all enquiries to:

Monday 20 November 2006

Just When We Need Him Most, Sadly Willie Goes Wonka!

- apparently in almost the last kick of today's training session :-(

I’m led to believe Wenger turned the air blue in the bowels of the Stade de France last Wednesday, during a post-match barney with French coach Domenech that made le Prof and Pardew seem like bosom buddies. I can fully appreciate Arsène’s sense of righteous indignation. Domenech’s decision to give Makalele, Saha and Evra a 45 minute run-out in a somewhat meaningless friendly against Greece, while Henry and Gallas were deemed necessary for the entire 90, was hardly designed to promote an “entente cordial” with his compatriot! Hence Arsène’s ever so slightly sarcastic expression of gratitude to the French national team, in his post-match comments on Saturday.

However the lack of freshness of these two crucial French cogs was hardly the principle contributing factor, in our increasingly frustrating failure to pick up all three points on offer in this relative home banker. Prior to kick-off I was gabbing with a wide-eyed young Gooner, who was soaking up the new stadium experience for the first time, having travelled all the way down from Cardiff. Doubtless I made the mistake of tempting fate, when I jokingly suggested that I hoped he’d picked a 3-0, rather than a 1-1.

When Kieran Dyer scored with just about the Geordies only shot on goal, I turned to commiserate with my new Welsh mate, as it looked very likely that we were once again going to have to endure the latter. With these being the only two Premiership results we’ve experienced at our new home so far, there was a certain air of resignation, once Newcastle took the lead, as though a draw was the most we could hope for.

I suppose I could have a pop at Manny Eboué for backing off, when he might’ve pounced to prevent the Toon’s sucker punch. Or perhaps I might bemoan Julio Baptista’s inconspicuous efforts, in his return to fitness after a month long layoff. For a brick sh*thouse of a player with such a menacing nickname as ‘the Beast”, we’ve yet to see Baptista impose himself on a game in an Arsenal shirt - in fact I get the distinct feeling that it’s not just us fans who are unsure exactly what it is that this Brazilian does best!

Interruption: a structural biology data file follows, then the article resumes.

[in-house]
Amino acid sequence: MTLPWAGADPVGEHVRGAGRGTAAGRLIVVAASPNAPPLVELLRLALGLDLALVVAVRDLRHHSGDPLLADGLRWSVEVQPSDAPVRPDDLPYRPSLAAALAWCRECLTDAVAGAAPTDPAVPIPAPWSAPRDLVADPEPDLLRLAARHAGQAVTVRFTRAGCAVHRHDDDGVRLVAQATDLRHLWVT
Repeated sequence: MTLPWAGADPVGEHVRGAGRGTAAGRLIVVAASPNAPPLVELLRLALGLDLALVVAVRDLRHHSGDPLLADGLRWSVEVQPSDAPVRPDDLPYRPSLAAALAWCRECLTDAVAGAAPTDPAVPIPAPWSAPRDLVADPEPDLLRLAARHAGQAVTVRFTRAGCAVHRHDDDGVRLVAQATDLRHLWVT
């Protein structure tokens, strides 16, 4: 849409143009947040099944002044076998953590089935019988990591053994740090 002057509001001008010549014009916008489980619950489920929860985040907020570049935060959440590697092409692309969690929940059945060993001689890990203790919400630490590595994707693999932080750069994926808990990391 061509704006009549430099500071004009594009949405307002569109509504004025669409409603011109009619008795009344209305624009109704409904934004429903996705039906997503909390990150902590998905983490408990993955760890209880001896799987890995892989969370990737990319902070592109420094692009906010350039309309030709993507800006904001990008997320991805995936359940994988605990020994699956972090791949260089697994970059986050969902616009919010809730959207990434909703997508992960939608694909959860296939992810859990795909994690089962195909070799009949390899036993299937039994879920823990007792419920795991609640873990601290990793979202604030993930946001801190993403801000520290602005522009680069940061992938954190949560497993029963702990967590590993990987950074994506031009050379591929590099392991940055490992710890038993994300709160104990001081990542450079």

However, despite the fact that our title pretensions are rapidly disappearing, along with the eight points we’ve dropped at home to date, I’m not inclined to pick at the scabs of our score-draw depression, whilst we continue to produce football of the sort of sublime calibre, that fans of most other clubs could only dream of.

Don’t get me wrong, I’ve been watching the game long enough to know that, ultimately the only thing that truly matters is the ability to put more balls in the back of the net than the opposition. Yet in the two Sunday games, I saw Spurs labouring like a Lada for a point at Ewood Park and Villa struggling in vain to leapfrog us into third, with a vapid Vauxhall Astra like display at the JJB. In contrast to such instantly forgettable football, this Arsenal side is performing like an F1 Ferrari. As a result I have to believe that such quality entertainment will eventually bear fruit. After all, we’re not going to encounter an inspired Shay Given every week.